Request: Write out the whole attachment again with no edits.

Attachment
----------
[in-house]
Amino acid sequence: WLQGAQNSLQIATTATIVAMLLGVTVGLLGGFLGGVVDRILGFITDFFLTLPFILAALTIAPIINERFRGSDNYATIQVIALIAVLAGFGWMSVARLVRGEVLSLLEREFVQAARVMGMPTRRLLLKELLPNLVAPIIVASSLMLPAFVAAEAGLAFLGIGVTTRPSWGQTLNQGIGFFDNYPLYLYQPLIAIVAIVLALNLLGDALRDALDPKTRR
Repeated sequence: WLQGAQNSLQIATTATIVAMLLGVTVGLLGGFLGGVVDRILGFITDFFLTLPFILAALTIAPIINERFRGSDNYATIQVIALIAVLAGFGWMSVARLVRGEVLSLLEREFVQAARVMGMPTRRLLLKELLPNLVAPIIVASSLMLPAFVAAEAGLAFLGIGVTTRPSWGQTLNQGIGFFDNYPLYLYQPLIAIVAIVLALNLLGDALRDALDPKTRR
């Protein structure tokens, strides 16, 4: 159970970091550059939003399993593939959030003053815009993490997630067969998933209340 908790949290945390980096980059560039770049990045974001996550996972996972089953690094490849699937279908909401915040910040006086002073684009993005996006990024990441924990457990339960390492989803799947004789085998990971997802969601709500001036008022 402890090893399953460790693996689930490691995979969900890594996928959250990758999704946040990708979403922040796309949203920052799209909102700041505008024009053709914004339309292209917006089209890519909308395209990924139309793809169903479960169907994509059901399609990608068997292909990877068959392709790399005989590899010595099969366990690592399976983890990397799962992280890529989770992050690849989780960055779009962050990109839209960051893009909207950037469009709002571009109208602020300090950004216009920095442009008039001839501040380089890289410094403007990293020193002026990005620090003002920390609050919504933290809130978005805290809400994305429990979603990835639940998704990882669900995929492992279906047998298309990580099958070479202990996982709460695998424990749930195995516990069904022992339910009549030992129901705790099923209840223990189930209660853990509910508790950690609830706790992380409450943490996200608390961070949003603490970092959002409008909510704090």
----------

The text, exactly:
[in-house]
Amino acid sequence: WLQGAQNSLQIATTATIVAMLLGVTVGLLGGFLGGVVDRILGFITDFFLTLPFILAALTIAPIINERFRGSDNYATIQVIALIAVLAGFGWMSVARLVRGEVLSLLEREFVQAARVMGMPTRRLLLKELLPNLVAPIIVASSLMLPAFVAAEAGLAFLGIGVTTRPSWGQTLNQGIGFFDNYPLYLYQPLIAIVAIVLALNLLGDALRDALDPKTRR
Repeated sequence: WLQGAQNSLQIATTATIVAMLLGVTVGLLGGFLGGVVDRILGFITDFFLTLPFILAALTIAPIINERFRGSDNYATIQVIALIAVLAGFGWMSVARLVRGEVLSLLEREFVQAARVMGMPTRRLLLKELLPNLVAPIIVASSLMLPAFVAAEAGLAFLGIGVTTRPSWGQTLNQGIGFFDNYPLYLYQPLIAIVAIVLALNLLGDALRDALDPKTRR
């Protein structure tokens, strides 16, 4: 159970970091550059939003399993593939959030003053815009993490997630067969998933209340 908790949290945390980096980059560039770049990045974001996550996972996972089953690094490849699937279908909401915040910040006086002073684009993005996006990024990441924990457990339960390492989803799947004789085998990971997802969601709500001036008022 402890090893399953460790693996689930490691995979969900890594996928959250990758999704946040990708979403922040796309949203920052799209909102700041505008024009053709914004339309292209917006089209890519909308395209990924139309793809169903479960169907994509059901399609990608068997292909990877068959392709790399005989590899010595099969366990690592399976983890990397799962992280890529989770992050690849989780960055779009962050990109839209960051893009909207950037469009709002571009109208602020300090950004216009920095442009008039001839501040380089890289410094403007990293020193002026990005620090003002920390609050919504933290809130978005805290809400994305429990979603990835639940998704990882669900995929492992279906047998298309990580099958070479202990996982709460695998424990749930195995516990069904022992339910009549030992129901705790099923209840223990189930209660853990509910508790950690609830706790992380409450943490996200608390961070949003603490970092959002409008909510704090």